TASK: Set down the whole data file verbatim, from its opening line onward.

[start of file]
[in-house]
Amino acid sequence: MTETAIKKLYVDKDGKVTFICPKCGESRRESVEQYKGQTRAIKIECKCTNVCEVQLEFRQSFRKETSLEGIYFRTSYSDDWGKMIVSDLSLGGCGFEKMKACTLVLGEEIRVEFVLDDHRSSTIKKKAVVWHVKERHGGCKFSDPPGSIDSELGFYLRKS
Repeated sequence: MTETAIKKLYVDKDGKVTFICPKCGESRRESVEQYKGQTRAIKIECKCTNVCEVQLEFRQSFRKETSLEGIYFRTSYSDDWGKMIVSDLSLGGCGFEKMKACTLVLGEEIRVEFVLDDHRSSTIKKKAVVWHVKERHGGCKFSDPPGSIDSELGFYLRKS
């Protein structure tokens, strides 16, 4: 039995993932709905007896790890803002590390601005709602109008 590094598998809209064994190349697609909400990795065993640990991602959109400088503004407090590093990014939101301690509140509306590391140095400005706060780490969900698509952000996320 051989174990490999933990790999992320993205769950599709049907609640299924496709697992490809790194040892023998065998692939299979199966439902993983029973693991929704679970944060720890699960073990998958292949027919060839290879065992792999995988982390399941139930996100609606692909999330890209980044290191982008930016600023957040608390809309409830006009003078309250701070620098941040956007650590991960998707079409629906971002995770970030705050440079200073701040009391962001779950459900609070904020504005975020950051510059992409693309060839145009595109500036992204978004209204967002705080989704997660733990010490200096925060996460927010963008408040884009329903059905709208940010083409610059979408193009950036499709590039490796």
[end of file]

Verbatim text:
[in-house]
Amino acid sequence: MTETAIKKLYVDKDGKVTFICPKCGESRRESVEQYKGQTRAIKIECKCTNVCEVQLEFRQSFRKETSLEGIYFRTSYSDDWGKMIVSDLSLGGCGFEKMKACTLVLGEEIRVEFVLDDHRSSTIKKKAVVWHVKERHGGCKFSDPPGSIDSELGFYLRKS
Repeated sequence: MTETAIKKLYVDKDGKVTFICPKCGESRRESVEQYKGQTRAIKIECKCTNVCEVQLEFRQSFRKETSLEGIYFRTSYSDDWGKMIVSDLSLGGCGFEKMKACTLVLGEEIRVEFVLDDHRSSTIKKKAVVWHVKERHGGCKFSDPPGSIDSELGFYLRKS
């Protein structure tokens, strides 16, 4: 039995993932709905007896790890803002590390601005709602109008 590094598998809209064994190349697609909400990795065993640990991602959109400088503004407090590093990014939101301690509140509306590391140095400005706060780490969900698509952000996320 051989174990490999933990790999992320993205769950599709049907609640299924496709697992490809790194040892023998065998692939299979199966439902993983029973693991929704679970944060720890699960073990998958292949027919060839290879065992792999995988982390399941139930996100609606692909999330890209980044290191982008930016600023957040608390809309409830006009003078309250701070620098941040956007650590991960998707079409629906971002995770970030705050440079200073701040009391962001779950459900609070904020504005975020950051510059992409693309060839145009595109500036992204978004209204967002705080989704997660733990010490200096925060996460927010963008408040884009329903059905709208940010083409610059979408193009950036499709590039490796």